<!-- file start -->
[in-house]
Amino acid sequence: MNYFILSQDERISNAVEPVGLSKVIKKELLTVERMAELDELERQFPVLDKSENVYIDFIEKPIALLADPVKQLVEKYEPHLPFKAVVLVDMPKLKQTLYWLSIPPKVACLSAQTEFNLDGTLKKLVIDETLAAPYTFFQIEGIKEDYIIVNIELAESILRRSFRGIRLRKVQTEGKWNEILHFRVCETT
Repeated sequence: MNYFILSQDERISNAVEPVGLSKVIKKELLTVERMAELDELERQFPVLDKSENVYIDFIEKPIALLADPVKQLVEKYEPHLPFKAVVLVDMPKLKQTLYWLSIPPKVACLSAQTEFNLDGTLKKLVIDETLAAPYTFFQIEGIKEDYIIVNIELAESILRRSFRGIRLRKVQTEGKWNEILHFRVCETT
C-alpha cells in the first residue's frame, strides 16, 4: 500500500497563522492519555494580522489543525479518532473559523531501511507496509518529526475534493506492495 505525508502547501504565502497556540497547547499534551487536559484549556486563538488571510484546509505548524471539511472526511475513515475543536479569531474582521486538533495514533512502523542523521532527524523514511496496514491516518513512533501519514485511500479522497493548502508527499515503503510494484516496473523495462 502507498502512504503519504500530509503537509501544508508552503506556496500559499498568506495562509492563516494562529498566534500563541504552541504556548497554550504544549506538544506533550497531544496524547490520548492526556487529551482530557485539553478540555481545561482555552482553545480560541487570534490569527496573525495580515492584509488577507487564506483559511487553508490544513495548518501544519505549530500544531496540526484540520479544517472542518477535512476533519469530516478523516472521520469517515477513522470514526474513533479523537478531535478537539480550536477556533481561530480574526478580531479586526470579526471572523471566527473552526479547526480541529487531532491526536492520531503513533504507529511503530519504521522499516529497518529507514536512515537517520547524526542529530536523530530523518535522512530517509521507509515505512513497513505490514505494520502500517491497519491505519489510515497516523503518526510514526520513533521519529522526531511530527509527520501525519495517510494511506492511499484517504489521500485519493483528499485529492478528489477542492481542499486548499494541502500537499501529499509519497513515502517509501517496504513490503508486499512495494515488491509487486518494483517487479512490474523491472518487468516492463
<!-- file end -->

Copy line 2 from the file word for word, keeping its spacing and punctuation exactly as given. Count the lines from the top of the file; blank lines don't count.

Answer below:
Amino acid sequence: MNYFILSQDERISNAVEPVGLSKVIKKELLTVERMAELDELERQFPVLDKSENVYIDFIEKPIALLADPVKQLVEKYEPHLPFKAVVLVDMPKLKQTLYWLSIPPKVACLSAQTEFNLDGTLKKLVIDETLAAPYTFFQIEGIKEDYIIVNIELAESILRRSFRGIRLRKVQTEGKWNEILHFRVCETT